On scrubbing away magic

For a very long time Disney productions so sanitized fairytales and myths in their films, that they came close to portraying life without a dark side, or, at best, one so weak that it had no real potency. At the same time, children in their connection to the archetypal realm know there is a dark side to life because their night terrors and dreams. And indeed, this is the true significance of fairytales: To stimulate an inner psychic struggle on the part of the child that will compel him or her to learn to manage the tension between those opposites, i.e. the light and dark sides of life, and to prepare him to face the outer world and its formidable challenges into which he will emerge full time with decreasing parental protection. This is why the fairytales are often so dark and grim(m).

One of the main attractions at Disney World is MGM Studios, visited by over one million children every year, a large proportion under age 7. This "attraction" proudly presents the technology behind the magical effects in films and other entertainment arenas. The subtle, but quite effective, message behind these "entertainments" is that there is no real magic, there is no real magical realm, and that the things to be ogled are the worldly wonders of technology. On an even more subtle level the message to the child is that you should not be in the imaginal world in your mind, you should know that cognition, not imagination, produces the simulation of magic. Subtle, the awe realm in which they live, is debunked as fake. In its place is offered the "awe" of technological prowess. Typically for children, this technological prowess "impresses," but it does not awe because it is devoid of "magic." So much for some of our future artists, architects, musicians, writers, etc. -- the impact can be that profound!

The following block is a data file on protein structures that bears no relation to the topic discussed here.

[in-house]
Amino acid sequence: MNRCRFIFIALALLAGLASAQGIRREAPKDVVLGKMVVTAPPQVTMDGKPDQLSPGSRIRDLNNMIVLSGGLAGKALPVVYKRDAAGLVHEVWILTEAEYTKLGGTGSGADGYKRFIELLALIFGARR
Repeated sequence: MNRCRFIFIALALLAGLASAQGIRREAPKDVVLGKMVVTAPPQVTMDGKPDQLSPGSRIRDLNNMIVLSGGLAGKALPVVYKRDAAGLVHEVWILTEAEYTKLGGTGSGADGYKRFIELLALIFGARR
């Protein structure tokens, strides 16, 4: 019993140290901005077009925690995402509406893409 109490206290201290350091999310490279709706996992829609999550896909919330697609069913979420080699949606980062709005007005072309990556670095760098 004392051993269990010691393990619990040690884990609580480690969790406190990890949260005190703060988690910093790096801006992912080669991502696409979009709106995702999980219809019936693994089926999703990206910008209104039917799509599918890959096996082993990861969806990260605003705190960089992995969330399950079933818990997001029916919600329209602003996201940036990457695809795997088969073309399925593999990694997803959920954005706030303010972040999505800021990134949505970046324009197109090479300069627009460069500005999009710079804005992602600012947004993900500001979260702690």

Living in the Borderland: The Evolution of Consciousness and the Challenge of Healing Trauma by Jerome S. Bernstein (Routledge)

Wednesday, July 1, 2009

My muscle man

Early this morning Gideon came into our bedroom and announced that women are soft and men are strong and can lift heavy things.

I agree.

Guess who's carrying the groceries from now on?

CUE Online Debut

I have poems along with Elizabeth Willis, Richard Siken, Matt Hart, Sarah Manguso, Tony Mancus, Dorothea Lasky, Tim Peterson, Chaz McCallahan, Mathias Svalina & Julia Cohen, and Jason Labbe in the newest (and now online) issue of CUE. Guest-edited by Mark Horosky

Also, if you're looking for summer reading suggestions, stop by No Tells for lists by PF Potvin, Shane McCrae, Nathan Logan, Martha Silano, Marcela Sulak, Adam Deutsch, Piotr Gwiazda, Steven Karl, Cati Porter, Elizabeth Bradfield, Evie Shockley and Jessy Randall.